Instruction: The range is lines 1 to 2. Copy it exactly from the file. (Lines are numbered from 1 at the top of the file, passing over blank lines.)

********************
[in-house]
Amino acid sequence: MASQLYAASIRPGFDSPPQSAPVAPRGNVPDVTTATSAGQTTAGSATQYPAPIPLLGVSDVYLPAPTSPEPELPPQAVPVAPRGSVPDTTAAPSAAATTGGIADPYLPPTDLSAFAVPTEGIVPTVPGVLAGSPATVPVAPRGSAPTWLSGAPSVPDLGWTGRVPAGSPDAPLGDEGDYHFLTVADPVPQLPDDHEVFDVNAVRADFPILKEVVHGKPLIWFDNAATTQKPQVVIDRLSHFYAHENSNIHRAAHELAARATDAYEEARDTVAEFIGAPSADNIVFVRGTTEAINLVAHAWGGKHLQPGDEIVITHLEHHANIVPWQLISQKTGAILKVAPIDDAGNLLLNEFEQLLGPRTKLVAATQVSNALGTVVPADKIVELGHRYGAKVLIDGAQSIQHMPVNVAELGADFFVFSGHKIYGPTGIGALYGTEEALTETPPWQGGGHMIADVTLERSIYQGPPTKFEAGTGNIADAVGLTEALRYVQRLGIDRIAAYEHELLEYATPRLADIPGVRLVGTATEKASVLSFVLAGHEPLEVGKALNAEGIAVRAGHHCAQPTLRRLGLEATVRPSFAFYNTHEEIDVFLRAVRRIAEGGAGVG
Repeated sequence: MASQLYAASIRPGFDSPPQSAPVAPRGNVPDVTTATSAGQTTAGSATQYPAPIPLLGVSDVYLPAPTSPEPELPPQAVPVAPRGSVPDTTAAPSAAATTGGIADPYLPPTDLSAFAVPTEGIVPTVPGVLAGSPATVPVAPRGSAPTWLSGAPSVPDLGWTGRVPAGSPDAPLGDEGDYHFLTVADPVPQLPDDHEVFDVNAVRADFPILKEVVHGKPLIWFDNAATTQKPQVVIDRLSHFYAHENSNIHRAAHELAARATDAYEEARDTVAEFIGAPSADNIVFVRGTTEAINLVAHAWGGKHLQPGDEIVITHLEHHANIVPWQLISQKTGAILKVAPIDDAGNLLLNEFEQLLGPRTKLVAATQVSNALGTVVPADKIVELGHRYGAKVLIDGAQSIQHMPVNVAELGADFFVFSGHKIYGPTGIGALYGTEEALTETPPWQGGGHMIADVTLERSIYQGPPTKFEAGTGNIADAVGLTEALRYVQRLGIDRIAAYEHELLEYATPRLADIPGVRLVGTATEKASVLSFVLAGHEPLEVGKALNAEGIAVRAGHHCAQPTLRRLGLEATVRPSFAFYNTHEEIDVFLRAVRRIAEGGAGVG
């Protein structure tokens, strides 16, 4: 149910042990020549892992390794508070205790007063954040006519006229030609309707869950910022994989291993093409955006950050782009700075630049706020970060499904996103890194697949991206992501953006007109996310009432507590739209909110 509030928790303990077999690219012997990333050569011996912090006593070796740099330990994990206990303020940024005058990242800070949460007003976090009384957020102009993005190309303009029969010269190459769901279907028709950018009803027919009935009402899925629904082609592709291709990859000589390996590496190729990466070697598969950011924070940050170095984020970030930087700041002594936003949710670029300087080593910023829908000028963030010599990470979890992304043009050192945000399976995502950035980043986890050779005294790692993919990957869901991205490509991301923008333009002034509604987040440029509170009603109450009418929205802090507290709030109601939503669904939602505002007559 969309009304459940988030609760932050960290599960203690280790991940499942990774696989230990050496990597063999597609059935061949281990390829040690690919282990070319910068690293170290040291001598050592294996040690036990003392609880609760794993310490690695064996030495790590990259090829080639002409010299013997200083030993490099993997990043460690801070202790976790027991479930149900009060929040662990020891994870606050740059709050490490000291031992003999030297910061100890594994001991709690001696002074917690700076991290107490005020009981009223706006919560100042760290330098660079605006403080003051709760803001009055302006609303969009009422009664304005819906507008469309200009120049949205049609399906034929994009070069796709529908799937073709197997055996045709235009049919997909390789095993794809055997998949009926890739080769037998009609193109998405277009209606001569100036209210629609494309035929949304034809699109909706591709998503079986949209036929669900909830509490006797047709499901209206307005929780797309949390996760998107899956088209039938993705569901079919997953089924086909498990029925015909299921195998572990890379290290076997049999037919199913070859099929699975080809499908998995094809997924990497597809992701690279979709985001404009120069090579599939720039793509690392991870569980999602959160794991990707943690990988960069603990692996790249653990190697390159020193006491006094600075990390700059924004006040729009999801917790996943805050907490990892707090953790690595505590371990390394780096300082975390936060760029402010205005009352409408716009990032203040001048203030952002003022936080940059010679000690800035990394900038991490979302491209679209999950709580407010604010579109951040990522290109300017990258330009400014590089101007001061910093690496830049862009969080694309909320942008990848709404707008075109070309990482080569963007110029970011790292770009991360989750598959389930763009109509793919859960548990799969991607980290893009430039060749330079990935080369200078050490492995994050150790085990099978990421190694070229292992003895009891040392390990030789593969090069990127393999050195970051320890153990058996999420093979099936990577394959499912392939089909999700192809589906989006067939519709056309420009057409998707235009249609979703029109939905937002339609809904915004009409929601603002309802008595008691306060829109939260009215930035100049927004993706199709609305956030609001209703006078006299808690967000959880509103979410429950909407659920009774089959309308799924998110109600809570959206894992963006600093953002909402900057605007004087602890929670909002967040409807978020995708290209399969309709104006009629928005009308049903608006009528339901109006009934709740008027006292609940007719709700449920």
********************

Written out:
[in-house]
Amino acid sequence: MASQLYAASIRPGFDSPPQSAPVAPRGNVPDVTTATSAGQTTAGSATQYPAPIPLLGVSDVYLPAPTSPEPELPPQAVPVAPRGSVPDTTAAPSAAATTGGIADPYLPPTDLSAFAVPTEGIVPTVPGVLAGSPATVPVAPRGSAPTWLSGAPSVPDLGWTGRVPAGSPDAPLGDEGDYHFLTVADPVPQLPDDHEVFDVNAVRADFPILKEVVHGKPLIWFDNAATTQKPQVVIDRLSHFYAHENSNIHRAAHELAARATDAYEEARDTVAEFIGAPSADNIVFVRGTTEAINLVAHAWGGKHLQPGDEIVITHLEHHANIVPWQLISQKTGAILKVAPIDDAGNLLLNEFEQLLGPRTKLVAATQVSNALGTVVPADKIVELGHRYGAKVLIDGAQSIQHMPVNVAELGADFFVFSGHKIYGPTGIGALYGTEEALTETPPWQGGGHMIADVTLERSIYQGPPTKFEAGTGNIADAVGLTEALRYVQRLGIDRIAAYEHELLEYATPRLADIPGVRLVGTATEKASVLSFVLAGHEPLEVGKALNAEGIAVRAGHHCAQPTLRRLGLEATVRPSFAFYNTHEEIDVFLRAVRRIAEGGAGVG